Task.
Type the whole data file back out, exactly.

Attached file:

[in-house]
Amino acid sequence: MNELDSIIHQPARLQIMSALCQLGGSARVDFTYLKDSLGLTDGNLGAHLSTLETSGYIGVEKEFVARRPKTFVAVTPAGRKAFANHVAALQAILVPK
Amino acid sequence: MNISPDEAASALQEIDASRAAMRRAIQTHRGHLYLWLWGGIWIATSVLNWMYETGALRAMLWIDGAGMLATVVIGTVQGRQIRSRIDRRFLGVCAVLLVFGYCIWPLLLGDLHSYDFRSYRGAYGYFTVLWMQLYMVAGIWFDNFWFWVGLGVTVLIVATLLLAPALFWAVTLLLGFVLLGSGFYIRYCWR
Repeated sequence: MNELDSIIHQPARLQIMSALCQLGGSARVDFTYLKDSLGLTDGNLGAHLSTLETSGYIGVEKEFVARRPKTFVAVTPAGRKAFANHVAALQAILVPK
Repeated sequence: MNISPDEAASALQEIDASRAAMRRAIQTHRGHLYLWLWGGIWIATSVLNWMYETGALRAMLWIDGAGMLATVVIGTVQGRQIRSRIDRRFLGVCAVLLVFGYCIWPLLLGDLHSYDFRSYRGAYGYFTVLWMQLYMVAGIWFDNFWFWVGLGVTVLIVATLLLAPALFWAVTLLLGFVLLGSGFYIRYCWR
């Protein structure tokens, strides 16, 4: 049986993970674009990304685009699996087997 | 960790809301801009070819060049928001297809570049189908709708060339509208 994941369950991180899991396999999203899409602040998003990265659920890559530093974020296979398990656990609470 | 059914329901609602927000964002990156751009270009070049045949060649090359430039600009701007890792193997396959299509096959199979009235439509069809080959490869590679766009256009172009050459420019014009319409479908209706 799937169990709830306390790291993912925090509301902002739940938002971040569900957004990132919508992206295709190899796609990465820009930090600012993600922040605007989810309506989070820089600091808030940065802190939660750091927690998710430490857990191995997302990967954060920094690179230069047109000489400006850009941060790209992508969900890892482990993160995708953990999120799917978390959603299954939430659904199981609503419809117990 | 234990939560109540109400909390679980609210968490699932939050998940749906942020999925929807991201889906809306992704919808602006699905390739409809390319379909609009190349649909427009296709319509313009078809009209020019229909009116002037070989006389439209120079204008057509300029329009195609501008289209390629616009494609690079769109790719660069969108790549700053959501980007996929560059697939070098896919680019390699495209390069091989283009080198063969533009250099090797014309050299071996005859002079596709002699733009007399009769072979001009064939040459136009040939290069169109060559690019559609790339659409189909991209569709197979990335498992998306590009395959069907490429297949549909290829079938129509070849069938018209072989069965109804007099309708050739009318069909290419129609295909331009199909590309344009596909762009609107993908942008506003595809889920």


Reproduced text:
[in-house]
Amino acid sequence: MNELDSIIHQPARLQIMSALCQLGGSARVDFTYLKDSLGLTDGNLGAHLSTLETSGYIGVEKEFVARRPKTFVAVTPAGRKAFANHVAALQAILVPK
Amino acid sequence: MNISPDEAASALQEIDASRAAMRRAIQTHRGHLYLWLWGGIWIATSVLNWMYETGALRAMLWIDGAGMLATVVIGTVQGRQIRSRIDRRFLGVCAVLLVFGYCIWPLLLGDLHSYDFRSYRGAYGYFTVLWMQLYMVAGIWFDNFWFWVGLGVTVLIVATLLLAPALFWAVTLLLGFVLLGSGFYIRYCWR
Repeated sequence: MNELDSIIHQPARLQIMSALCQLGGSARVDFTYLKDSLGLTDGNLGAHLSTLETSGYIGVEKEFVARRPKTFVAVTPAGRKAFANHVAALQAILVPK
Repeated sequence: MNISPDEAASALQEIDASRAAMRRAIQTHRGHLYLWLWGGIWIATSVLNWMYETGALRAMLWIDGAGMLATVVIGTVQGRQIRSRIDRRFLGVCAVLLVFGYCIWPLLLGDLHSYDFRSYRGAYGYFTVLWMQLYMVAGIWFDNFWFWVGLGVTVLIVATLLLAPALFWAVTLLLGFVLLGSGFYIRYCWR
């Protein structure tokens, strides 16, 4: 049986993970674009990304685009699996087997 | 960790809301801009070819060049928001297809570049189908709708060339509208 994941369950991180899991396999999203899409602040998003990265659920890559530093974020296979398990656990609470 | 059914329901609602927000964002990156751009270009070049045949060649090359430039600009701007890792193997396959299509096959199979009235439509069809080959490869590679766009256009172009050459420019014009319409479908209706 799937169990709830306390790291993912925090509301902002739940938002971040569900957004990132919508992206295709190899796609990465820009930090600012993600922040605007989810309506989070820089600091808030940065802190939660750091927690998710430490857990191995997302990967954060920094690179230069047109000489400006850009941060790209992508969900890892482990993160995708953990999120799917978390959603299954939430659904199981609503419809117990 | 234990939560109540109400909390679980609210968490699932939050998940749906942020999925929807991201889906809306992704919808602006699905390739409809390319379909609009190349649909427009296709319509313009078809009209020019229909009116002037070989006389439209120079204008057509300029329009195609501008289209390629616009494609690079769109790719660069969108790549700053959501980007996929560059697939070098896919680019390699495209390069091989283009080198063969533009250099090797014309050299071996005859002079596709002699733009007399009769072979001009064939040459136009040939290069169109060559690019559609790339659409189909991209569709197979990335498992998306590009395959069907490429297949549909290829079938129509070849069938018209072989069965109804007099309708050739009318069909290419129609295909331009199909590309344009596909762009609107993908942008506003595809889920």